BMI Workshop Closing Session, Posters, and Reception
Wednesday, October 10, 15:10 – 17:00, Room: 2F Fountain
- 15:10-16:00 Open discussion with the audience and invited guests on: “What Have We Learned, Where Do We Go From Here?”
This is the final session of the workshop, in which invited guests and audience members share insights gained regarding the as-presented state-of-the-art brain research and neurotechnologies in this Workshop and Global Brain initiative meeting. Discussions will include projections as to future advances in this field.
- 16:00-17:00 Poster session and networking combined with a reception. All are welcome
Monday, October 8, 9:30 - 11:30:
|2F R01||MoAM-R01||BMI H12+H30: Human-Machine Systems and Cognitive Cybernetics|
|2F R02||MoAM-R02||BMI H23: Novel Technical Approaches to Improving Functional Diagnosis and Prognosis|
|2F R03||MoAM-R03||BMI: Tools, Metrics, and Databases|
|3F R04||MoAM-R04||BMI: Invasive BCIs, ECoG analysis|
|3F R05||MoAM-R05||BMI: Multimodal HMIs|
Monday, October 8, 13:30 - 15:30:
|2F R01||MoPM-R01||BMI: Novel BCI/HCI Paradigms|
|2F R02||MoPM-R02||BMI H29: BCI and Robotics|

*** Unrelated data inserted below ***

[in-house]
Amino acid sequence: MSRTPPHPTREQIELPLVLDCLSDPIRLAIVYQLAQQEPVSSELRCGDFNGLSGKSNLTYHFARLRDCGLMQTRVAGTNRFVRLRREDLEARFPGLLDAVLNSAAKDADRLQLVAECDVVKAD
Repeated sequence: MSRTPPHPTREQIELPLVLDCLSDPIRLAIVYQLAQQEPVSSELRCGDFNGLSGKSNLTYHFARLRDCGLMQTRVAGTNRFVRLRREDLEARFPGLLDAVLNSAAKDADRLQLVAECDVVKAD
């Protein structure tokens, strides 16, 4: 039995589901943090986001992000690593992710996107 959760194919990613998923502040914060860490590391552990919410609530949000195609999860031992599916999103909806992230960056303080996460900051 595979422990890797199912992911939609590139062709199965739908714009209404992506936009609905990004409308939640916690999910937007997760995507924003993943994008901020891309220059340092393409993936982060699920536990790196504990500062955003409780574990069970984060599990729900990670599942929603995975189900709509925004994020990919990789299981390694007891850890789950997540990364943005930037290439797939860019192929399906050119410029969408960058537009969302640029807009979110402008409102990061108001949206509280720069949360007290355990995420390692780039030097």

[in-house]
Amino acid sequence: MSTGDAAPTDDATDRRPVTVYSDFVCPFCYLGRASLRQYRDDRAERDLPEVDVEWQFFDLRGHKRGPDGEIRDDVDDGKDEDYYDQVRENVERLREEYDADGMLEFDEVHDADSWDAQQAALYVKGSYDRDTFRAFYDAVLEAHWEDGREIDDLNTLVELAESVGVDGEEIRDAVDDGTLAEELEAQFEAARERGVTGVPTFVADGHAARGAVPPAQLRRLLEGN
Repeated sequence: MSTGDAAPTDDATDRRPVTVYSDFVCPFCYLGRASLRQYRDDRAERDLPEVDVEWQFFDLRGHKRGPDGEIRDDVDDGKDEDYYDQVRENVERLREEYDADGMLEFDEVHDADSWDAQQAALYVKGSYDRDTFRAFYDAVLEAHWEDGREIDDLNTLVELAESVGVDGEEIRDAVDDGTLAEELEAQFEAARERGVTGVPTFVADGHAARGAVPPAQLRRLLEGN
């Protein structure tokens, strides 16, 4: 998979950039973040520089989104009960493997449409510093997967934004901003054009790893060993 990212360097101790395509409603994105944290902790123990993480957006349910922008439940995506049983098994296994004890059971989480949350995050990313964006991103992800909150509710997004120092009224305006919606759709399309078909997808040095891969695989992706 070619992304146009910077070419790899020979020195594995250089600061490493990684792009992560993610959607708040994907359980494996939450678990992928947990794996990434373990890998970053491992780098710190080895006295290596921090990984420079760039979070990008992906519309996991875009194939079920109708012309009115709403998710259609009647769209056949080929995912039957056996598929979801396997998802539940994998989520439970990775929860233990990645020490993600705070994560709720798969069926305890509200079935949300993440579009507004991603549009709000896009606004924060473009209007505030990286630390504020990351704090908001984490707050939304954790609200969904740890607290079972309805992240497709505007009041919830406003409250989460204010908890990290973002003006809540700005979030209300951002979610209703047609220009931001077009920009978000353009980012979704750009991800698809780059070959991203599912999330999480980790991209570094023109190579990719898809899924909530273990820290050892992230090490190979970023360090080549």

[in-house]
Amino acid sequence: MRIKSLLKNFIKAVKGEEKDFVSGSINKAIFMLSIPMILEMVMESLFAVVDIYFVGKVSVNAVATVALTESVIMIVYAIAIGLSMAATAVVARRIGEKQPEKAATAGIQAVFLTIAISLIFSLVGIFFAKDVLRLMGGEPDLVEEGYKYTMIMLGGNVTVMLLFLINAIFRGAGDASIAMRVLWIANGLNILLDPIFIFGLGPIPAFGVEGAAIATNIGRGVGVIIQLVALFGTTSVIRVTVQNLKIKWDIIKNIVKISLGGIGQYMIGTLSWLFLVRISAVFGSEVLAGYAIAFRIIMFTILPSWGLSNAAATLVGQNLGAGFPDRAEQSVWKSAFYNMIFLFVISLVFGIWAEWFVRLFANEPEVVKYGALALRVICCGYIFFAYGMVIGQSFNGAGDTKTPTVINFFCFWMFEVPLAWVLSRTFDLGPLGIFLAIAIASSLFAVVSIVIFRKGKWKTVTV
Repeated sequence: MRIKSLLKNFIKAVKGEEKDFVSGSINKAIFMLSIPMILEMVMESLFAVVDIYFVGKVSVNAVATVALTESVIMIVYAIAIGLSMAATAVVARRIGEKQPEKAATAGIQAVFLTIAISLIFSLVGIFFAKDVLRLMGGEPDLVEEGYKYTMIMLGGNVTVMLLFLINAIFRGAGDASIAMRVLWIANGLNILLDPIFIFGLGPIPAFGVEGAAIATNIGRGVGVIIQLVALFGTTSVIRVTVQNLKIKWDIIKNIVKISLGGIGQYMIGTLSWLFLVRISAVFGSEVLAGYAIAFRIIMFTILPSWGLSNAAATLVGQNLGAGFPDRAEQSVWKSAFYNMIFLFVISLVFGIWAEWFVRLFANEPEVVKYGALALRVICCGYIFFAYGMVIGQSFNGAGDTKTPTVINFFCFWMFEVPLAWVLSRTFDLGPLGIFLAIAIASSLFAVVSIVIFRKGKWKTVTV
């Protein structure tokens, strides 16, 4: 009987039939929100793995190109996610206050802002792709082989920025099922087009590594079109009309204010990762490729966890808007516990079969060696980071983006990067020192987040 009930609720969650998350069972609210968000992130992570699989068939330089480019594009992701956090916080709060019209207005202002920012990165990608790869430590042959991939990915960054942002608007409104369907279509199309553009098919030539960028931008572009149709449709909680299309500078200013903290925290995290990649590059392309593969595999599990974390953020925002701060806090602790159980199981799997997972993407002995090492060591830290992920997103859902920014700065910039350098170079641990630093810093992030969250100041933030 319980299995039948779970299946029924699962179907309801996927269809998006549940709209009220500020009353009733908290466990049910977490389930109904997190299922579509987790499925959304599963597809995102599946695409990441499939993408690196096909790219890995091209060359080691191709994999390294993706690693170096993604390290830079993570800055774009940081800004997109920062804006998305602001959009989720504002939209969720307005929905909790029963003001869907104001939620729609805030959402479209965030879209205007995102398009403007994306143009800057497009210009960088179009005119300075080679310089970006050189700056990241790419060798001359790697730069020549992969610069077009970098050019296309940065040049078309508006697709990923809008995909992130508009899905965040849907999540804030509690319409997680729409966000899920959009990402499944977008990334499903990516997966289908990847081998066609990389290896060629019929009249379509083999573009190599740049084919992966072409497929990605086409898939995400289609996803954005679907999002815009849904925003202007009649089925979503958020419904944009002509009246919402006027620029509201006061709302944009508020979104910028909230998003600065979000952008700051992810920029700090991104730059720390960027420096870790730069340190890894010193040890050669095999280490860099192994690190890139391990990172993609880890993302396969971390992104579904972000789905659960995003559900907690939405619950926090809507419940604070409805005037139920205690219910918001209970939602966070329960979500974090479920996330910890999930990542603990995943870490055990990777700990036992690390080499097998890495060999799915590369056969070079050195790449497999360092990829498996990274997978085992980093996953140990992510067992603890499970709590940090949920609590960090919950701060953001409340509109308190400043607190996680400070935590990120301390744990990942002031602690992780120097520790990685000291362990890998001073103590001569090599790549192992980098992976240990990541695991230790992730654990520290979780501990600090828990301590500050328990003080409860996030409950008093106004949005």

|2F R03||MoPM-R03||BMI H25: Passive BCIs|
|3F R04||MoPM-R04||BMI H26: Deciphering Natural Cortical Representations for BMIs|
|3F R05||MoPM-R05||BMI H28: Real World Applications (SSVEP and Spellers)|
Monday, October 8, 16:00 - 18:000:
|2F R01||MoEV-R01||BMI H28+H30: Brain-Inspired Systems and Unconventional BCI Applications|
|2F R02||MoEV-R02||BMI: BCIs for Neurorehab and Body Augmentation|
|2F R03||MoEV-R03||BMI H27: Deep Learning for Brain-Machine Interface|
|3F R04||MoEV-R04||BMI: Real World Applications (Automotive and Exoskeletons)|
|3F R05||MoEV-R05||BMI: BCI Modelling, Analysis, and Performance|
Call for papers
Submissions to the BMI workshops are done through the main conference SMC submission page and papers follow the due reviewing process. To ensure that your paper gets proplerly assigned to the BMI session, be sure to select the appropriate session at submission (BMI workshop sessions are H23 to H31). Please, do not hesitate in informing the workshop chairs about your submission via email.
Papers should be concise, but contain sufficient detail and references to allow critical review. Please click here to download the call for papers. Accepted papers that are not physically presented at SMC 2018 will be excluded from the IEEE proceedings.